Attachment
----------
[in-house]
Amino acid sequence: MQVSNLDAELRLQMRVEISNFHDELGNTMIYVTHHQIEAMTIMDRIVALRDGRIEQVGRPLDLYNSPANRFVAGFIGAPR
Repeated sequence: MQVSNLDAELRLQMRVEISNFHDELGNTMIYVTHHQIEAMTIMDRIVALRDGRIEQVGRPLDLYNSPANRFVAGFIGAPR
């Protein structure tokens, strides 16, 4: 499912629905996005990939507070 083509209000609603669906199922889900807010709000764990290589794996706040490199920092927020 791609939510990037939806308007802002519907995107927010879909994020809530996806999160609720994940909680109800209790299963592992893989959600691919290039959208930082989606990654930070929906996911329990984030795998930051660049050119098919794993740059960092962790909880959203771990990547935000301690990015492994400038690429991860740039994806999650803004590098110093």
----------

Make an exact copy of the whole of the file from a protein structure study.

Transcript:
[in-house]
Amino acid sequence: MQVSNLDAELRLQMRVEISNFHDELGNTMIYVTHHQIEAMTIMDRIVALRDGRIEQVGRPLDLYNSPANRFVAGFIGAPR
Repeated sequence: MQVSNLDAELRLQMRVEISNFHDELGNTMIYVTHHQIEAMTIMDRIVALRDGRIEQVGRPLDLYNSPANRFVAGFIGAPR
């Protein structure tokens, strides 16, 4: 499912629905996005990939507070 083509209000609603669906199922889900807010709000764990290589794996706040490199920092927020 791609939510990037939806308007802002519907995107927010879909994020809530996806999160609720994940909680109800209790299963592992893989959600691919290039959208930082989606990654930070929906996911329990984030795998930051660049050119098919794993740059960092962790909880959203771990990547935000301690990015492994400038690429991860740039994806999650803004590098110093």